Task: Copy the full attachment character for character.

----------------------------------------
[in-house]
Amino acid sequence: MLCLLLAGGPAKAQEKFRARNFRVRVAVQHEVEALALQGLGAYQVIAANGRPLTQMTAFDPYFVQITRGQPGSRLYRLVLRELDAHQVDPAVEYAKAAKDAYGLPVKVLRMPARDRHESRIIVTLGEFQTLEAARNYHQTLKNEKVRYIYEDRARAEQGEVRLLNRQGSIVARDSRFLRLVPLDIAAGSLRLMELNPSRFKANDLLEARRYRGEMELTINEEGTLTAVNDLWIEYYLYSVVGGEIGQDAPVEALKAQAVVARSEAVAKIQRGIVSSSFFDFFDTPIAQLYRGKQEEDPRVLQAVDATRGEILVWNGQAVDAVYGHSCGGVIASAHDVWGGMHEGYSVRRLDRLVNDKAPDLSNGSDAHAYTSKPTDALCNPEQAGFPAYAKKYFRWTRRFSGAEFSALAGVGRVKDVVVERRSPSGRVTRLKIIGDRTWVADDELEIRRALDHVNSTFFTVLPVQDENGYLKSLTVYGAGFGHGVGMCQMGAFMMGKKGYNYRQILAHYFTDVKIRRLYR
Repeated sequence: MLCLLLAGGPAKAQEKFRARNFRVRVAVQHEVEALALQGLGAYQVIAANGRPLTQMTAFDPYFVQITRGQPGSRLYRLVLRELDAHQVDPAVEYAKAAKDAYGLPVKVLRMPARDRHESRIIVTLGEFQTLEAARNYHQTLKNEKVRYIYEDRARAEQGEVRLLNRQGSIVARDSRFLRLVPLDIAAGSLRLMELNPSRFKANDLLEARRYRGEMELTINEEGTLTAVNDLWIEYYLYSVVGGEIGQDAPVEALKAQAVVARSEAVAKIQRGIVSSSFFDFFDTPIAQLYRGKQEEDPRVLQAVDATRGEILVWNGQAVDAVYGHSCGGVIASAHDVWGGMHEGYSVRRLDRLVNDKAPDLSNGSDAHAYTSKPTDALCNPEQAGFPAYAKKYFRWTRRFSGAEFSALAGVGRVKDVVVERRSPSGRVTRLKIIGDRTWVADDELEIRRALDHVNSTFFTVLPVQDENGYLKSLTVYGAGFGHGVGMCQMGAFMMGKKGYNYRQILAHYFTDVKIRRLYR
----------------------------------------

[in-house]
Amino acid sequence: MLCLLLAGGPAKAQEKFRARNFRVRVAVQHEVEALALQGLGAYQVIAANGRPLTQMTAFDPYFVQITRGQPGSRLYRLVLRELDAHQVDPAVEYAKAAKDAYGLPVKVLRMPARDRHESRIIVTLGEFQTLEAARNYHQTLKNEKVRYIYEDRARAEQGEVRLLNRQGSIVARDSRFLRLVPLDIAAGSLRLMELNPSRFKANDLLEARRYRGEMELTINEEGTLTAVNDLWIEYYLYSVVGGEIGQDAPVEALKAQAVVARSEAVAKIQRGIVSSSFFDFFDTPIAQLYRGKQEEDPRVLQAVDATRGEILVWNGQAVDAVYGHSCGGVIASAHDVWGGMHEGYSVRRLDRLVNDKAPDLSNGSDAHAYTSKPTDALCNPEQAGFPAYAKKYFRWTRRFSGAEFSALAGVGRVKDVVVERRSPSGRVTRLKIIGDRTWVADDELEIRRALDHVNSTFFTVLPVQDENGYLKSLTVYGAGFGHGVGMCQMGAFMMGKKGYNYRQILAHYFTDVKIRRLYR
Repeated sequence: MLCLLLAGGPAKAQEKFRARNFRVRVAVQHEVEALALQGLGAYQVIAANGRPLTQMTAFDPYFVQITRGQPGSRLYRLVLRELDAHQVDPAVEYAKAAKDAYGLPVKVLRMPARDRHESRIIVTLGEFQTLEAARNYHQTLKNEKVRYIYEDRARAEQGEVRLLNRQGSIVARDSRFLRLVPLDIAAGSLRLMELNPSRFKANDLLEARRYRGEMELTINEEGTLTAVNDLWIEYYLYSVVGGEIGQDAPVEALKAQAVVARSEAVAKIQRGIVSSSFFDFFDTPIAQLYRGKQEEDPRVLQAVDATRGEILVWNGQAVDAVYGHSCGGVIASAHDVWGGMHEGYSVRRLDRLVNDKAPDLSNGSDAHAYTSKPTDALCNPEQAGFPAYAKKYFRWTRRFSGAEFSALAGVGRVKDVVVERRSPSGRVTRLKIIGDRTWVADDELEIRRALDHVNSTFFTVLPVQDENGYLKSLTVYGAGFGHGVGMCQMGAFMMGKKGYNYRQILAHYFTDVKIRRLYR